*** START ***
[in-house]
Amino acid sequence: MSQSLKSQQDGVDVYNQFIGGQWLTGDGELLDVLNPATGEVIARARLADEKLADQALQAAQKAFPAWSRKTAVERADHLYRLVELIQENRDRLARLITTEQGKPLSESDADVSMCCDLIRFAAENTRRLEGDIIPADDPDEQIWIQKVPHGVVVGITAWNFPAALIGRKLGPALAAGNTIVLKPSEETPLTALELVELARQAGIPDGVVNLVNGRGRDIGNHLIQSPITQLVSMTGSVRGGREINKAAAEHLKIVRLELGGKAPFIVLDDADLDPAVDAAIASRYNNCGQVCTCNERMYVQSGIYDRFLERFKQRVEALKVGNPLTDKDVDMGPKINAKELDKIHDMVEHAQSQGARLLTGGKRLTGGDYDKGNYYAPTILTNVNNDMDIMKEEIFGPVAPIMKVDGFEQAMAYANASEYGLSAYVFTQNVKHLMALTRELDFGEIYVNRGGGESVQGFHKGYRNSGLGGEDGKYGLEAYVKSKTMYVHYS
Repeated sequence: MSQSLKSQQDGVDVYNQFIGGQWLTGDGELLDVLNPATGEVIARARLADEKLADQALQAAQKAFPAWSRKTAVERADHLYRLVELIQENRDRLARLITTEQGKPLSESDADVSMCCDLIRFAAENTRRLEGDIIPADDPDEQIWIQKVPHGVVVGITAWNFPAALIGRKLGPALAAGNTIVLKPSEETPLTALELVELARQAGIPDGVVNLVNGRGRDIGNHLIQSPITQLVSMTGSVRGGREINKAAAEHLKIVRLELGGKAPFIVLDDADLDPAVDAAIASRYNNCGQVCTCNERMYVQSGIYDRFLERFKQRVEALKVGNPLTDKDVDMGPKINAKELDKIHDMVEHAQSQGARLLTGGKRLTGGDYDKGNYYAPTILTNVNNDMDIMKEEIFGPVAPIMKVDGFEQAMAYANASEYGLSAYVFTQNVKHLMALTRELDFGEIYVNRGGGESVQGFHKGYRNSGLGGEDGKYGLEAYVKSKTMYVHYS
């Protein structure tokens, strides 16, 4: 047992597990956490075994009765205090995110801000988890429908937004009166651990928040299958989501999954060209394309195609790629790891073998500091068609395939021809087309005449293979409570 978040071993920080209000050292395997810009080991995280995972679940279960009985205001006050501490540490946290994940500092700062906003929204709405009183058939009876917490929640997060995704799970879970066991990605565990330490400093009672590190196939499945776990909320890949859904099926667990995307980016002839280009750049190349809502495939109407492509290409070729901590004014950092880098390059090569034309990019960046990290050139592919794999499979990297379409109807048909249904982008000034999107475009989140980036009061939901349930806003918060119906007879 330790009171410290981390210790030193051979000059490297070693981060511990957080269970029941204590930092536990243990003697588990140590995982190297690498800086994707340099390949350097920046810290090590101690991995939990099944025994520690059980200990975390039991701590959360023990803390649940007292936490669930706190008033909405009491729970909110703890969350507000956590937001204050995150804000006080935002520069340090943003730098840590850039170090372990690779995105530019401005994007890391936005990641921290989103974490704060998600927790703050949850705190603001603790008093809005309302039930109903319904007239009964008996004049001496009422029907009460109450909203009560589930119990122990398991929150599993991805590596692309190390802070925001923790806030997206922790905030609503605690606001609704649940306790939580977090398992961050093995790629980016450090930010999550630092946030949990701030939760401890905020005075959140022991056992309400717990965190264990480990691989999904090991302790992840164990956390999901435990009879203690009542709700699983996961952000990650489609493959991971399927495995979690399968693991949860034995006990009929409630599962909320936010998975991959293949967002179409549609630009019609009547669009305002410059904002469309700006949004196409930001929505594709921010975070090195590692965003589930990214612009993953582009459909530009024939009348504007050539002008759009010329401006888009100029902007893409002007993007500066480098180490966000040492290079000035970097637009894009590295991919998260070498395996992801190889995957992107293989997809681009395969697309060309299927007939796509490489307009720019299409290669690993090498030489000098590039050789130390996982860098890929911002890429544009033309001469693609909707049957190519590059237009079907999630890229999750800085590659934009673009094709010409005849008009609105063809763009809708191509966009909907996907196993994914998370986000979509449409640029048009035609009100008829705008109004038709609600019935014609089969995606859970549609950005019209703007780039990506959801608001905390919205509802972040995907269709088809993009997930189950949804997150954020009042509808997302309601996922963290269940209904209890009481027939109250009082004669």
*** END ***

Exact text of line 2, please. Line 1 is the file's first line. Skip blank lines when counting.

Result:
Amino acid sequence: MSQSLKSQQDGVDVYNQFIGGQWLTGDGELLDVLNPATGEVIARARLADEKLADQALQAAQKAFPAWSRKTAVERADHLYRLVELIQENRDRLARLITTEQGKPLSESDADVSMCCDLIRFAAENTRRLEGDIIPADDPDEQIWIQKVPHGVVVGITAWNFPAALIGRKLGPALAAGNTIVLKPSEETPLTALELVELARQAGIPDGVVNLVNGRGRDIGNHLIQSPITQLVSMTGSVRGGREINKAAAEHLKIVRLELGGKAPFIVLDDADLDPAVDAAIASRYNNCGQVCTCNERMYVQSGIYDRFLERFKQRVEALKVGNPLTDKDVDMGPKINAKELDKIHDMVEHAQSQGARLLTGGKRLTGGDYDKGNYYAPTILTNVNNDMDIMKEEIFGPVAPIMKVDGFEQAMAYANASEYGLSAYVFTQNVKHLMALTRELDFGEIYVNRGGGESVQGFHKGYRNSGLGGEDGKYGLEAYVKSKTMYVHYS